Dead­ly: How Do You Catch an Invis­i­ble Killer?

  • Review
By – November 7, 2011

Dead­ly is Julie Chibbaro’s sec­ond book, a riv­et­ing teen read deliv­ered in the form of a diary by pro­tag­o­nist Pru­dence, a sev­en­teen-year-old Jew­ish teen liv­ing in New York in the ear­ly 1900s. Fierce­ly obser­vant of life around her and deeply trou­bled by death and dis­ease, Pru­dence seems set to fin­ish pol­ish­ing school and become a typ­ist until she is hired as an assis­tant by the New York Depart­ment of Health. The job cat­a­pults her into the worlds of research and med­i­cine, com­pelling and fas­ci­nat­ing her but also fright­en­ing her with the choic­es they demand. Under the guid­ance of her boss, Mr. Sop­er, Pru­dence begins inves­ti­gat­ing the source of a typhoid epi­dem­ic, even­tu­al­ly trac­ing the invis­i­ble killer” dis­ease to Mary Mal­lon, a cook for the rich. This is where fic­tion and non-fic­tion col­lide, for through the voice of her lead char­ac­ter, Chib­baro retells Mallon’s sto­ry as the first per­son iden­ti­fied as a typhoid car­ri­er and the effects this iden­ti­fi­ca­tion had on her life.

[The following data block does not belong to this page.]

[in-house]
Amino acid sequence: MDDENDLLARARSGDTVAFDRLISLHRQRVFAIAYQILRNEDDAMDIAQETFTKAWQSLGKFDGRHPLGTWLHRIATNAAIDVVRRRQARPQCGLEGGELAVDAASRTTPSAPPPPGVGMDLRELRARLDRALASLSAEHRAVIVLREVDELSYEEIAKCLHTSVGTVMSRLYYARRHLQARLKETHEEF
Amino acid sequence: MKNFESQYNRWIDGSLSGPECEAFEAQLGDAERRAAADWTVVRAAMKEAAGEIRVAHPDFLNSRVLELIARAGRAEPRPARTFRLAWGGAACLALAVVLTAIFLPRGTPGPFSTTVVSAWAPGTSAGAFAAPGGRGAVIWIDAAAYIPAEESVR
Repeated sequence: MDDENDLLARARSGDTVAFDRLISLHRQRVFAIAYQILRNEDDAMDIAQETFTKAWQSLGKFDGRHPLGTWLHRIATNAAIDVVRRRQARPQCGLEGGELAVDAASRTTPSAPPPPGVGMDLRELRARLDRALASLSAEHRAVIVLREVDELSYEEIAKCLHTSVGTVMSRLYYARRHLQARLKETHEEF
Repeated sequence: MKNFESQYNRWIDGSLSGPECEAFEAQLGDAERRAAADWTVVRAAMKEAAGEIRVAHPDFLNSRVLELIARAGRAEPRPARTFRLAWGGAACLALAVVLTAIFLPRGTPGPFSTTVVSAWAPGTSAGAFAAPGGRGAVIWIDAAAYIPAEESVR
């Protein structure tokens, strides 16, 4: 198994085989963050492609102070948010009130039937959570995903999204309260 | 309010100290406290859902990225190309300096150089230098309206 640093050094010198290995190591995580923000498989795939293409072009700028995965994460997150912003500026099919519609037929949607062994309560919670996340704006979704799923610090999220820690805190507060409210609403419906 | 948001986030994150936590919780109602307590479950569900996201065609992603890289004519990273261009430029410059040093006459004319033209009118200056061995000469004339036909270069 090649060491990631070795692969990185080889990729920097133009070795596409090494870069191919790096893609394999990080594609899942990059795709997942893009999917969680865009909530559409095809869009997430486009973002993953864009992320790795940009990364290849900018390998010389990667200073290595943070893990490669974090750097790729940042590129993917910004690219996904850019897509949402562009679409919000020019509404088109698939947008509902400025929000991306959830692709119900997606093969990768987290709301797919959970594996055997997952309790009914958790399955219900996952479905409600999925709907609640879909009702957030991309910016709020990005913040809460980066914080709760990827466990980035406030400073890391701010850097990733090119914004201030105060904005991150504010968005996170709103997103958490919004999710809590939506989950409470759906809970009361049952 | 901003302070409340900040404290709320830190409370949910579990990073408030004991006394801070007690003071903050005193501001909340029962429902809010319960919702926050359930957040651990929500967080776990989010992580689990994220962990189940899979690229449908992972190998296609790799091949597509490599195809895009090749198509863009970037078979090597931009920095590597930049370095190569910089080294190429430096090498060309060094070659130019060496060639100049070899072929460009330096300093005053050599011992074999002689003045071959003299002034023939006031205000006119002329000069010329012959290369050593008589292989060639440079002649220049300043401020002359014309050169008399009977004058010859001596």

Prudence’s diary entries are com­pelling, com­bin­ing the matu­ri­ty of a woman com­ing of age with an envi­ron­ment in which women were seen as far from equal. Lim­it­ed by pover­ty and her gen­der, Pru­dence nev­er­the­less forges ahead pro­fes­sion­al­ly, com­mit­ted to her ambi­tion and learn­ing in the process about love, loy­al­ty, and her family’s deep­est fears. Dead­ly is a quick, easy, and fun read, par­tic­u­lar­ly for teens inter­est­ed in his­to­ry, med­i­cine, or both. Rec­om­mend­ed for ages 12 and up.

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Lau­ren Kramer is a Van­cou­ver-based jour­nal­ist, wife, and moth­er with a life­long pas­sion for lit­er­a­ture. Born in Cape Town, South Africa, she has won awards for her writ­ing and report­ed from many cor­ners of the world. Read more of her work at www​.lau​renkramer​.net.

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